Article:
Can some tell me what are the differences between LRECL (Logical Record Length) and the BlockSize (BLKSIZE)?
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4 replies Latest Post - 2009-05-01T23:23:04Z by SystemAdmin
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Updated on 2009-05-01T23:23:04Z at 2009-05-01T23:23:04Z by SystemAdmin
PedroV 060000RXG815 PostsACCEPTED ANSWER
Re: LRECL and BLKSIZE2009-01-25T22:53:43Z in response to SystemAdminThe record length is fairly obvious. Applications are usually written to expect certain record sizes. This the logicial length, however...
The records can be grouped together into blocks (physical records) to better utilize the disk storage. Otherwise, the operating system puts control information between records. There is control information used by each block, so the bigger the block size, the less overall control information is used on the disk. When reading, the operating system reads the physical records and feeds logical records to the application program.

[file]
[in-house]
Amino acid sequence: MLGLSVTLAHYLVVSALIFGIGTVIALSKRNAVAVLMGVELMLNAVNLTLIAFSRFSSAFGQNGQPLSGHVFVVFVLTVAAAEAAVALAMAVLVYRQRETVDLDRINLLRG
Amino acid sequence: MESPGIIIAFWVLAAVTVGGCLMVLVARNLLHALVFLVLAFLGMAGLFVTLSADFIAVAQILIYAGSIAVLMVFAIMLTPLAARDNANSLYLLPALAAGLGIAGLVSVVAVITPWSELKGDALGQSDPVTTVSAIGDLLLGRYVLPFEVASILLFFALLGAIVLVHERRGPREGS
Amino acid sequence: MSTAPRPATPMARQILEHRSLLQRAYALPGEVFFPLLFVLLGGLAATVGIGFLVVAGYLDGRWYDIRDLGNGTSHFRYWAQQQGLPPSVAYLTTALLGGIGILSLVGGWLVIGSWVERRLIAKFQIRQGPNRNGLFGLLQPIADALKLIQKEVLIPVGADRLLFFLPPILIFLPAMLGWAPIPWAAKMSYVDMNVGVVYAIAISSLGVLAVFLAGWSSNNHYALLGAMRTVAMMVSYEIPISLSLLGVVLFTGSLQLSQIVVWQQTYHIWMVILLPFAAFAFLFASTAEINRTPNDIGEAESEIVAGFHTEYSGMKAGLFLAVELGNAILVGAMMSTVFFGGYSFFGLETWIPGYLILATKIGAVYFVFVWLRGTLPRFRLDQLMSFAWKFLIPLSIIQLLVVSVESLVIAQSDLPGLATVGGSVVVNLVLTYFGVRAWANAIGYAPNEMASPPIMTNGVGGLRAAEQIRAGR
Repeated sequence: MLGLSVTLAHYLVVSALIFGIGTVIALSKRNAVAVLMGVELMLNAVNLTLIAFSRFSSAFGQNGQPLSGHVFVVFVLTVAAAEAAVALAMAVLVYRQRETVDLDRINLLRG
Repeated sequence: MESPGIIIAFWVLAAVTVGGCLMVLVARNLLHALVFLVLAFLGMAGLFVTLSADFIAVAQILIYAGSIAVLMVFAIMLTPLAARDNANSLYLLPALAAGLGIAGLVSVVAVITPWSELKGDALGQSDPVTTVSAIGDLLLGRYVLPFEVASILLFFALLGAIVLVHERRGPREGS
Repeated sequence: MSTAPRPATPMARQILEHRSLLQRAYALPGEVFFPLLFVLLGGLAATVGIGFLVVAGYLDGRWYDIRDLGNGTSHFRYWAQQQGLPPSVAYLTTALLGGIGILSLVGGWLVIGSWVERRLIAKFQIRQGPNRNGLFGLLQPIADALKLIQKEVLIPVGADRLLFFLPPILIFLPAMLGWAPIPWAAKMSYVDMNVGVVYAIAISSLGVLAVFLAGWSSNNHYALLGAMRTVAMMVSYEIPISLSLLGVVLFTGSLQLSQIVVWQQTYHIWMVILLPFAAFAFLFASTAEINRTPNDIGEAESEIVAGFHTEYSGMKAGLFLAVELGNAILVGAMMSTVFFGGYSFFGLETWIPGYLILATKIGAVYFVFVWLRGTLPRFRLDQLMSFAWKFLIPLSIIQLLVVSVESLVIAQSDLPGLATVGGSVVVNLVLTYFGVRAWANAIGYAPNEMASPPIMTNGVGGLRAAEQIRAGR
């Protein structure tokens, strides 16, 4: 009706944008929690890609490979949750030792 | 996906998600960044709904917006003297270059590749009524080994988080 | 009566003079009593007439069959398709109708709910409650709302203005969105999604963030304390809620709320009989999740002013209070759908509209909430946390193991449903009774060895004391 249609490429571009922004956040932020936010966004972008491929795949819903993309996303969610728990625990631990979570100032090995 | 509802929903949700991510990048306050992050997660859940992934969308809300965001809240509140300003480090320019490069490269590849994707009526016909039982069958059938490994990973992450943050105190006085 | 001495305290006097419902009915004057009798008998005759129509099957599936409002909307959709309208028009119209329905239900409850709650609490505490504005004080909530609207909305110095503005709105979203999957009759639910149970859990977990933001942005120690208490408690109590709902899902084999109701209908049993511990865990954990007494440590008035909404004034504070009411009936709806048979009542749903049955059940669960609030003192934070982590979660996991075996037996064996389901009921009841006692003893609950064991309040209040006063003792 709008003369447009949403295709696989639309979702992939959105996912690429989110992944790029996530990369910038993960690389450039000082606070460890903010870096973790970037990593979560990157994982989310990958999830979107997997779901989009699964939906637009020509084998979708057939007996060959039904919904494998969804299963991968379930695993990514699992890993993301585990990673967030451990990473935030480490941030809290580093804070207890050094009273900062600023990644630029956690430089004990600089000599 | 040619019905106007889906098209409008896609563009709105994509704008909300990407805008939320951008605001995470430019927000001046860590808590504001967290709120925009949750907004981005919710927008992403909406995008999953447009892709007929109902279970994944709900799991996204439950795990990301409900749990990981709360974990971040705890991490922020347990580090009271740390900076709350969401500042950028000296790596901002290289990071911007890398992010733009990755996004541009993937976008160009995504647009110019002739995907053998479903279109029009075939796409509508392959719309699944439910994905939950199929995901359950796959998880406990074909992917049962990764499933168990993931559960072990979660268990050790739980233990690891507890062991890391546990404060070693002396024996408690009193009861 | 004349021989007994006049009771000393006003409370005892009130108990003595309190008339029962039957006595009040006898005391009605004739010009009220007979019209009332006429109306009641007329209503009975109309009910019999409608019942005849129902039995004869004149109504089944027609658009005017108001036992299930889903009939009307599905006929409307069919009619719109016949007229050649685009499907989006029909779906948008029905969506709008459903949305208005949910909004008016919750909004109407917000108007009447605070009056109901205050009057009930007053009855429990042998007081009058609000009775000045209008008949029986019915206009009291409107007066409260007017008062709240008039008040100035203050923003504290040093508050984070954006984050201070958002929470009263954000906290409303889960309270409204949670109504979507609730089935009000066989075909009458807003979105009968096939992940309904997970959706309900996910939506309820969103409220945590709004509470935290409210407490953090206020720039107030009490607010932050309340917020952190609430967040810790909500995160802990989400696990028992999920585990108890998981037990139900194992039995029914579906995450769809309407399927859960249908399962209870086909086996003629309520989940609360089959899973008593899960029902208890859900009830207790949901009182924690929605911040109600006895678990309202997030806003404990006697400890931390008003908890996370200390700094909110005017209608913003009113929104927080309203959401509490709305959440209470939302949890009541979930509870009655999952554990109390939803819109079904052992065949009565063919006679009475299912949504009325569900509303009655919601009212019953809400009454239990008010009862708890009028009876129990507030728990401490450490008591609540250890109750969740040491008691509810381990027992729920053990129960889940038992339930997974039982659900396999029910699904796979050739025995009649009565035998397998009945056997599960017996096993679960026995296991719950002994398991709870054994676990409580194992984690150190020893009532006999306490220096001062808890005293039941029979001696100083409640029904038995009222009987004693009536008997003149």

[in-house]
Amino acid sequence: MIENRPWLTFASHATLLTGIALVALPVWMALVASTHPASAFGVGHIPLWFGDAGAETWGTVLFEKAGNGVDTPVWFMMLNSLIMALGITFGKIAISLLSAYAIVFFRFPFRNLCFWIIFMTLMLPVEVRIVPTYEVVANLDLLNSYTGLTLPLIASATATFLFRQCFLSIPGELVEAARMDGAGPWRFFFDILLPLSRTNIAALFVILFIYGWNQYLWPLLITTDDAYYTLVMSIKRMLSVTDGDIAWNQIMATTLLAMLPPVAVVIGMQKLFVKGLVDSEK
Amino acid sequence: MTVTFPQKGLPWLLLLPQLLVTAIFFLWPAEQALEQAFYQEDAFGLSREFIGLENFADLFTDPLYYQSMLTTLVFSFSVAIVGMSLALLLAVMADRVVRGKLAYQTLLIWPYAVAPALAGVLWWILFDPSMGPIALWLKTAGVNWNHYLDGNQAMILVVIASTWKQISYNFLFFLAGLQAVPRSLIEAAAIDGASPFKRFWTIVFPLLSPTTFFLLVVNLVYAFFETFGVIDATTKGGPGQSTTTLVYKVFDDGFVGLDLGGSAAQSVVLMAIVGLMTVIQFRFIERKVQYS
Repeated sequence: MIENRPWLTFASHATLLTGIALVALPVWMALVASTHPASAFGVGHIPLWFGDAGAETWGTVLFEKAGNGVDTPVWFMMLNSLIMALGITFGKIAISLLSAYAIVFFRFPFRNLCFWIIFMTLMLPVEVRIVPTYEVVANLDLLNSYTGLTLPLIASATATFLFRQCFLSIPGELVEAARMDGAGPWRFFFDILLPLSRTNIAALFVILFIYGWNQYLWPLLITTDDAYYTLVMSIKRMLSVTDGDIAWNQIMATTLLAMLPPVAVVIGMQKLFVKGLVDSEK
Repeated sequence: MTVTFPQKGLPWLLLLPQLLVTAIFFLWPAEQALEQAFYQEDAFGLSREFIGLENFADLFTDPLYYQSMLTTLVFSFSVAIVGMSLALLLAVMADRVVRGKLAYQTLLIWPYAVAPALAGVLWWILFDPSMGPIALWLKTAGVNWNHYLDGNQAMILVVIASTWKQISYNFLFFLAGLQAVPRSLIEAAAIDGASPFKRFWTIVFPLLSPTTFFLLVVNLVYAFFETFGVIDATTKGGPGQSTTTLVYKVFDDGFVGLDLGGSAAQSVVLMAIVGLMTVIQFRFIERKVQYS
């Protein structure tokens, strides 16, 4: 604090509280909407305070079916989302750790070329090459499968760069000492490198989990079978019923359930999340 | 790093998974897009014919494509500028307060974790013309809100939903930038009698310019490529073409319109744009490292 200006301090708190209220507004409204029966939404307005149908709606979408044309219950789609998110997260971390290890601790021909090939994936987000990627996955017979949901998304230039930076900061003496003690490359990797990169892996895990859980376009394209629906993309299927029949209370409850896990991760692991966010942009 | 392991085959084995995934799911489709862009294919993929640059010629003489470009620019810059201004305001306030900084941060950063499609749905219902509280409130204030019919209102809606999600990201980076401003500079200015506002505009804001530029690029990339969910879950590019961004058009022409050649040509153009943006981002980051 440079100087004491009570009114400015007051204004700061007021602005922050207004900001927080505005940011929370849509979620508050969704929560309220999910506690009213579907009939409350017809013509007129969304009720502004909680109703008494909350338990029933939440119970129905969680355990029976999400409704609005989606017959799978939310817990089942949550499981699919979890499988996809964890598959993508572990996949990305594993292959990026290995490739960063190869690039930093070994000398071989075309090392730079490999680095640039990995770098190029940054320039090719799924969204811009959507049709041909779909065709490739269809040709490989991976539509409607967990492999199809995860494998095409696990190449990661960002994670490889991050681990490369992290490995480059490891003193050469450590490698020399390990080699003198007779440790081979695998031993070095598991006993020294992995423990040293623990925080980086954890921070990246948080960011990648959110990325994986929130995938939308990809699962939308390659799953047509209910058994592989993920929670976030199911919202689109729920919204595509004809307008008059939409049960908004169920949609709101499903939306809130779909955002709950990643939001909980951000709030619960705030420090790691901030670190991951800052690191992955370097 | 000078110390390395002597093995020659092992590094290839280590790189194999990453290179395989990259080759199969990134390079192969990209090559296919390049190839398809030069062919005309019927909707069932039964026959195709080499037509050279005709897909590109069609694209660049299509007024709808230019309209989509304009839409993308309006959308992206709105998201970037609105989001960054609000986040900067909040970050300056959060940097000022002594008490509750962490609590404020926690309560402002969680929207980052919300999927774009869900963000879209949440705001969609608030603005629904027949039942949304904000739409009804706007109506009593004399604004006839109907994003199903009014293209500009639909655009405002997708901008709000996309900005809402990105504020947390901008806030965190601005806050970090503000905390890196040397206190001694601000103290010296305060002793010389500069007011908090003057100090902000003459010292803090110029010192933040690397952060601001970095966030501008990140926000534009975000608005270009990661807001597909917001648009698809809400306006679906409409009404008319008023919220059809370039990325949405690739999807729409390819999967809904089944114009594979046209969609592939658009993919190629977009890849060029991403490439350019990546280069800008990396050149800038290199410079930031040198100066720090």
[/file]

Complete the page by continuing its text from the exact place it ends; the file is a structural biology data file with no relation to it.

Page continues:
This blocks and records scheme was invented when disk storage was very expensive. The scheme remains, but with the low cost of storage, it is no longer so critical. Specify a blocksize of zero and the operating system will figure the best blocksize.
Re: LRECL and BLKSIZE2009-02-18T10:12:25Z in response to PedroVThis is only the half truth. Disk and track utilization is important. But more important is the I/O performance. Because a block ist the transfer unit between memory and DASD unblocked processing would be very slow because each logical record causes an I/O operation which is very expensive. So if the data is blocked with lets say factor hundred, with each I/O operation 100 records are transfered, saving 99 I/Os.
Re: LRECL and BLKSIZE2009-05-01T23:23:04Z in response to SystemAdminJust to be clear; PedroV's post was not advocating unblocked records. Unblocked records are indeed very inefficient for I/O. He was advocating using BLKSIZE=0 to let the system determine the optimum blocksize.